Business confidence has fallen for another quarter as businesses become more cautious about their prospects in the year ahead. With less than 100 days until the General Election, the latest ICAEW/Grant Thornton UK Business Confidence Monitor (BCM) indicates a stabilising of the trading environment and, after three strong quarters, a slowdown in business investment.
Key findings for Q1 2015:
- The BCM Confidence Index stands at +16.8, down from +28.6 last quarter - reflective of a more challenging economic environment
- Skills shortages and staff turnover continue to be an issue for businesses in Q1 2015. After three quarters of strong growth, capital investment figures have slowed
- Salary growth remains muted despite falls in inflation meaning employees are feeling better off
- Economic growth remains driven by domestic demand fuelled by strong employment figures
Michael Izza, ICAEW Chief Executive, said:
“Although not as confident, businesses remain optimistic about the UK’s economic outlook. Whilst confidence has fallen back, perhaps not surprising in a General Election year, it remains high and above pre-recession levels.
“Much of this optimism is being driven by the growth in domestic demand. Consumers are reacting to the unusual period of low interest rates, inflation, oil and commodity prices by spending. Wages are now outstripping inflation and employees are feeling empowered to seek new pastures in order to maximise their earnings. This leads to headaches for business leaders as to the best way to reward and retain their staff.
“Yet this shouldn't detract from the need for the UK to rebalance its economy, grow export markets and reducing the dependence on service industries, particularly financial services. While it is better to have growth based on domestic demand than no growth at all, with a General Election campaign in sight it is imperative that business receives long-term assurances about the UK’s economic direction which is not deflected by short-term campaign promises.”
Scott Barnes, CEO of Grant Thornton UK LLP, added:
“Certainty is the bedrock of business planning and the number of ‘known unknowns’ on the horizon appear to be rattling UK business confidence. The decent UK business growth that has been achieved over the last couple of years, put the UK in one of the strongest positions amongst global economies as we entered the year. Yet, in the context of a highly unpredictable UK General Election just months away, coupled with significant uncertainties across the Eurozone and the UK’s relationship with the EU, some jitters amongst UK business leaders are inevitable. Moreover, a continued domestic skills shortage is leaving employers short-handed and potentially unable to meet what demand exists – an untenable position for any business.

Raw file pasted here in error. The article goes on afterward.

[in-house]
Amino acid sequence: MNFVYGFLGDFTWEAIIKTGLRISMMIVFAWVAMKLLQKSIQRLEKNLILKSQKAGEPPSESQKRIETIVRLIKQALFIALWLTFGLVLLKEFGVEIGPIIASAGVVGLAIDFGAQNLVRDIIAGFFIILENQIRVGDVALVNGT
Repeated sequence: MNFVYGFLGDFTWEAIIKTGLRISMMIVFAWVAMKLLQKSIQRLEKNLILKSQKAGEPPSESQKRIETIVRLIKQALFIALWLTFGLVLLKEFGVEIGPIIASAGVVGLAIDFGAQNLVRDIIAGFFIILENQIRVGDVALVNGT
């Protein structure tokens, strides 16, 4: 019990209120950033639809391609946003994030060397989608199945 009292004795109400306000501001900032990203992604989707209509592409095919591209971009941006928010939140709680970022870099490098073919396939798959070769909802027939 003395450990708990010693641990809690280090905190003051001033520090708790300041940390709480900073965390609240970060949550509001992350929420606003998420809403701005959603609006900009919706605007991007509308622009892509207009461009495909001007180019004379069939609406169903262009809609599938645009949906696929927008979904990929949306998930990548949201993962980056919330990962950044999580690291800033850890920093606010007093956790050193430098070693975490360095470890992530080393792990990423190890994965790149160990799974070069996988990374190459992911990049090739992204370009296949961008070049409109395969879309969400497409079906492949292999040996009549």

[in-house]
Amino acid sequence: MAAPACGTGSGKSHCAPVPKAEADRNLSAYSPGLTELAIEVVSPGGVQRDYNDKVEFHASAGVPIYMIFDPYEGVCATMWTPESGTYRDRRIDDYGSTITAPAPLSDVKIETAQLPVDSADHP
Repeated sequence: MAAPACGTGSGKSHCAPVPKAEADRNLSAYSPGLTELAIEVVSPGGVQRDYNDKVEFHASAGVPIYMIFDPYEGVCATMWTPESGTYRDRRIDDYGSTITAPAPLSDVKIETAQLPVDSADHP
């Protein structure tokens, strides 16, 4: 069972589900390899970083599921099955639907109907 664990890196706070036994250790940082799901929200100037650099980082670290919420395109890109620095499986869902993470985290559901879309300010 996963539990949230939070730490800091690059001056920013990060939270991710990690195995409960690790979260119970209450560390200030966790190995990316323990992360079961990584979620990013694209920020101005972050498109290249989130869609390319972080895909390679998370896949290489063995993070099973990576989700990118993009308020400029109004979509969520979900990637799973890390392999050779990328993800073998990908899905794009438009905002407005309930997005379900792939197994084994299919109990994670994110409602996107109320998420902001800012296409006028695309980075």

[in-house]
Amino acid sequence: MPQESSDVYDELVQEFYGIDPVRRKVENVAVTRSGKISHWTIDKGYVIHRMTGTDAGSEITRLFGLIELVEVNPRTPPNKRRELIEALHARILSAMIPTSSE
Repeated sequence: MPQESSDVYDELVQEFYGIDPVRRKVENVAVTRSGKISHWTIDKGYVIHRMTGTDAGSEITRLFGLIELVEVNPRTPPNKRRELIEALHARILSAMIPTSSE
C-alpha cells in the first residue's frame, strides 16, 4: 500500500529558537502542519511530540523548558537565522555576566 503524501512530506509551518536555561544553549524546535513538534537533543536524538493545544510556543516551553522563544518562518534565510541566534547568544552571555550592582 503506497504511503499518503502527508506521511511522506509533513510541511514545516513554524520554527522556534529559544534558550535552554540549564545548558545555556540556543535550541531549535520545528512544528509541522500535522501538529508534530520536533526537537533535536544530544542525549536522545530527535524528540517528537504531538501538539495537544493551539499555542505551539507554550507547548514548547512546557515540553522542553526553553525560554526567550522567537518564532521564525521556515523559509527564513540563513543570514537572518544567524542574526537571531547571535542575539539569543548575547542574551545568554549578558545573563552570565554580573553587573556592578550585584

“To ensure a long-term, sustainable and diversified business environment in the UK, a step-change in mind-set is needed from whichever party(ies) take residence in Downing Street. This must include considerations for supporting our businesses in new markets abroad, particularly where demand for ‘Brand Britain’ carries a premium. It also needs to address the skills imbalance and develop a world-class talent pool at home, with the right skill-sets to match employment opportunities throughout the economy.
Confidence down across most sectors
With less than 100 days until the General Election, and coupled with an uncertain economic future in the Eurozone and elsewhere, fewer businesses are as confident about their prospects as they were last quarter. Banking and construction have seen dramatic falls. However the IT and communications sector is bucking the trend, with businesses more confident about their prospects over the next 12 months, compared to a year ago.
Salary growth improves in real terms, but remains weak
Due to the dramatic fall in inflation seen in recent months, salary growth is now comfortably above inflation, so employees are now starting to see a prolonged real-terms growth for the first time in several years. However wages themselves aren’t rising and are still well below pre-recession growth levels.
Construction sector most at risk from skills shortages and turnover
As unemployment continues to fall, and the number of businesses operating with spare capacity continues to reduce, staff turnover and skills shortages become a greater issue for more businesses. This is particularly acute for the construction sector, with 44% of businesses struggling to find workers with the right non-management skills, compared with 33% the previous quarter.